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Advice for Aspiring Teacher Bloggers

Posted by on in Education Leadership
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In one of my favorite Portlandia sketches, everyone in Portland promotes their DJ night. Sometimes it feels like every teacher is turning into a blogger like citizens of Portland compelled to spin records. This is a fundamentally good thing: it allows teachers to share and access great practices while creating positive digital footprints. Here is some advice for teachers considering starting an education blog.

Why Blog?

You are a teacher in the United States of America. You work too hard for too little pay. Who goes to bed at night worrying about telling the world how great you are? No one, that's who. Teachers have to tell their own story. 

Further, we encourage students to create digital portfolios. Teachers need digital portfolios too. What better way to introduce students to digital portfolios than sharing your own?

Finally, you never know what the future holds. What if your dream job in another school opens? What if you have to move? What if your school has cuts? Be armed with a powerful digital portfolio to showcase what you do. Everyone has a resume. Your blog will make you stand out.

What to Blog

Share what is unique about you as a teacher. Every teacher has something great they do: a lesson, a unit, a strategy, how they integrate a specific tech tool, etc. These great practices tell your story and help fellow teachers. Ask yourself, "Self, what do I do that's awesome and would be useful to other teachers?" There are your first few posts. Focus on teacher usefulness. If a blog post you write helps one teacher, it was worth it.

Beyond your awesome classroom practices, there are other sources for blog post content. Are you speaking at a conference? Blog about the session afterward or write a post about your topic beforehand. This serves as further reading for session participants, giving them one more way to access your material. Blogging about a topic before speaking about it will make your presentation better. Are you a guest on an education podcast? Embed the episode in a blog post. Are you invited to write on another education blog? Create a short blog post linking to it.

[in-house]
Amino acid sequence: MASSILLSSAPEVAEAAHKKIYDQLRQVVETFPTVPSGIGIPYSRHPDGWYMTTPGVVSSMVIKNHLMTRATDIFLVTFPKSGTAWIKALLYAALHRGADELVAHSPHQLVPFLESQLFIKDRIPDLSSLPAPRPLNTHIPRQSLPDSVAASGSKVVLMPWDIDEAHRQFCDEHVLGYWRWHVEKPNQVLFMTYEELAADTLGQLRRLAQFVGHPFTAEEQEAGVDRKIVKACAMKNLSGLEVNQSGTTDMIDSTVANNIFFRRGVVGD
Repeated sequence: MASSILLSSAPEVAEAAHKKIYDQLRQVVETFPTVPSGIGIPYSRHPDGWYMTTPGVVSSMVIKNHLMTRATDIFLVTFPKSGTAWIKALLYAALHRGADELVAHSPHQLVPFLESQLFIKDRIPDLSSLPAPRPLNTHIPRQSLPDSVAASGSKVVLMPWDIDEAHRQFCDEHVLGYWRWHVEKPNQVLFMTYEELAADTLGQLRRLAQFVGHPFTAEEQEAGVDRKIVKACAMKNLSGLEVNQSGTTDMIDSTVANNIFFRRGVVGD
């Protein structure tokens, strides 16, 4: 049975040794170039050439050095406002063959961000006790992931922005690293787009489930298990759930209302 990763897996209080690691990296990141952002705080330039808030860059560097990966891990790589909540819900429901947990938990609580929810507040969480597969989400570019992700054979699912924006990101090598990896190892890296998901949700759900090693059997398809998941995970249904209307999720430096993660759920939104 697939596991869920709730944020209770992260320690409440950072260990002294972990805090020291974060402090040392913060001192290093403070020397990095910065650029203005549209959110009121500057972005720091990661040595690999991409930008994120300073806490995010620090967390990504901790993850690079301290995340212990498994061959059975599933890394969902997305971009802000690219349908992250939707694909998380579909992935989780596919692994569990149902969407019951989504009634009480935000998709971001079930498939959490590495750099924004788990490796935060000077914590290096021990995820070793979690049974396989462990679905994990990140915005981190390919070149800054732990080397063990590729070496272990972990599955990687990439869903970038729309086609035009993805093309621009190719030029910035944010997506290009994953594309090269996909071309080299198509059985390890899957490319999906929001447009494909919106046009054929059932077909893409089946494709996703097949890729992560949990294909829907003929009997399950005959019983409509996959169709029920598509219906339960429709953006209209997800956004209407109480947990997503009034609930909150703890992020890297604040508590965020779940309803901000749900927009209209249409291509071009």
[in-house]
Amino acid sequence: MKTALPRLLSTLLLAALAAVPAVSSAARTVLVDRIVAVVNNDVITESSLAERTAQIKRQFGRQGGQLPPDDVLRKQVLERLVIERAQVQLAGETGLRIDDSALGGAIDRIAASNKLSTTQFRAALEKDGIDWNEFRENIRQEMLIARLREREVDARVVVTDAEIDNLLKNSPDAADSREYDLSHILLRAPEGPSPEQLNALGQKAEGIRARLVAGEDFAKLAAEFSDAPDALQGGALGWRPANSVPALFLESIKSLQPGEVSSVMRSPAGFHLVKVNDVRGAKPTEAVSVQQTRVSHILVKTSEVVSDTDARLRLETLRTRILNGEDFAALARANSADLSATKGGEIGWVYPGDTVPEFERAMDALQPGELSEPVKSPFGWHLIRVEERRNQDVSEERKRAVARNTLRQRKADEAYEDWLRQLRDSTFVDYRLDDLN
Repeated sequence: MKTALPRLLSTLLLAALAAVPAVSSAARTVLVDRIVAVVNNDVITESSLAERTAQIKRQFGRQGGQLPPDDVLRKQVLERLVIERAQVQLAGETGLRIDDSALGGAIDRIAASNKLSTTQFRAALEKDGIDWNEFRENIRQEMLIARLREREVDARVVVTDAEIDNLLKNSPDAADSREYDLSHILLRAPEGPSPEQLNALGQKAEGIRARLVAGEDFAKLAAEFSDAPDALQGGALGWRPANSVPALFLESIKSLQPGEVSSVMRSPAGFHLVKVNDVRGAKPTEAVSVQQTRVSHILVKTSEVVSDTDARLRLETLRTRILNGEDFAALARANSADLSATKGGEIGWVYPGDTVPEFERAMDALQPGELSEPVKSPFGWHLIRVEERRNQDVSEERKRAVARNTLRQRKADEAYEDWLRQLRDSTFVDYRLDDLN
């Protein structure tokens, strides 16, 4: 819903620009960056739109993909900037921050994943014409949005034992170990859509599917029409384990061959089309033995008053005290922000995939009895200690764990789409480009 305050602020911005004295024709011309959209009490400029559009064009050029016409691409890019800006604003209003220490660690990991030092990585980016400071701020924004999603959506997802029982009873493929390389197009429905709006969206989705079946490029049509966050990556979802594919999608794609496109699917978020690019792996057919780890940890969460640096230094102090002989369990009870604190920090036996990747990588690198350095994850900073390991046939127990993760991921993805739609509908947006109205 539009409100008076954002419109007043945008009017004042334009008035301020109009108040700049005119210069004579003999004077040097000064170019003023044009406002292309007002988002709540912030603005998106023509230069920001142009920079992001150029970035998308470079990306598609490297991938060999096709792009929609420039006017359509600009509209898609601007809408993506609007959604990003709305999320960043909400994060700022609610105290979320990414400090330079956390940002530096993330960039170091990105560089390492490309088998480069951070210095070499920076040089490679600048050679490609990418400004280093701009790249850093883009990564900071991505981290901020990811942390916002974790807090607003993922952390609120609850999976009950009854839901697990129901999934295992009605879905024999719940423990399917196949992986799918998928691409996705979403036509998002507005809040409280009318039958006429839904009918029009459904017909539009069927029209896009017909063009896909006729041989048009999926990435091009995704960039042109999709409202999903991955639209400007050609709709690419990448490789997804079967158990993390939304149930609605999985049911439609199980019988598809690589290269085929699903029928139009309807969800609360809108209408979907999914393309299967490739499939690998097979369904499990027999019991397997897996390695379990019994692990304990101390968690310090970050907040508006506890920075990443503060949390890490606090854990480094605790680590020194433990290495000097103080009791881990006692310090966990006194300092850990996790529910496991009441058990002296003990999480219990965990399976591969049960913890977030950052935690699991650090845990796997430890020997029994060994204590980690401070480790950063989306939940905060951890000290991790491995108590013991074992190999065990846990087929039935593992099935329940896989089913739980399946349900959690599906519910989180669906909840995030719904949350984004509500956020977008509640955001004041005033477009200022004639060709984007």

What Not to Blog

There is no need to blog about topics such as "We're better together" or "Wow, reflecting really helped." Those platitudes are obvious. Share things that are unique about you. 

Keep in mind a blog is your digital footprint. It will appear when anyone Googles your name. Put your best foot forward. Nothing embarrassing or unsafe for work should appear. Posts can and should be honest and share struggles. At the same time, "I had a terrible day. The students, my colleagues, and my school's administration are all terrible" or any similar sentiments should never appear in a blog post.

Publishing Goals

Start out with a simple goal. I suggest one post per month. Do more if the spirit moves you.  If you are 75% successful, in a year you have something potential employers will love and a resource that helps teachers. 

Quick Blogging Tips

 

  • Use images to tell your story. Classroom photos are great. If describing a tech tool, screenshots work. Always add ALT text for accessibility
  • Embed videos if they help tell the story.
  • There is nothing wrong with linking to old content if it is relevant. Blogs (educational and otherwise) do this regularly.
  • Use descriptive titles with relevant keywords instead of clickbait. Additionally, make sure the URL of each post has relevant keywords.
  • Share your posts on Twitter in tweets with relevant hashtags, on LinkedIn, relevant Facebook communities, and with anyone else who might find them useful.
  • Avoid using dates as titles. No one searches for "March 7 blog post."  

Have a look at my blog to see how well I follow my own advice. Are you ready to blog? Please comment below or tweet me @TomEMullaney with your thoughts. Thank you for reading.

Photo by Brooke Cagle on Unsplash

FULL DISCLOSURE: I HAVE NOT RECEIVED COMPENSATION OF ANY KIND FOR  MENTIONING THE PRODUCTS OR SERVICES IN THIS POST. I WAS NOT SOLICITED TO WRITE THIS POST AND I HAVE NO RELATIONSHIP WITH ANY OF THE COMPANIES MENTIONED.

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Tom Mullaney is a Digital Learning Integration Designer for the San Francisco Unified School District. Tom's education experience includes Special Education, Social Studies, and educational technology coaching in New York, Pennsylvania, and North Carolina. He is a Google for Education Certified Innovator and Trainer. Tom hosts the Sustainable Teaching Podcast and contributes to the BamRadio Network EdWords blog. Use his TED-Ed lesson to teach your students about the French Revolution. Contact him on Twitter, @TomEMullaney or via e-mail, mistermullaney@gmail.com.

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Guest Thursday, 18 April 2019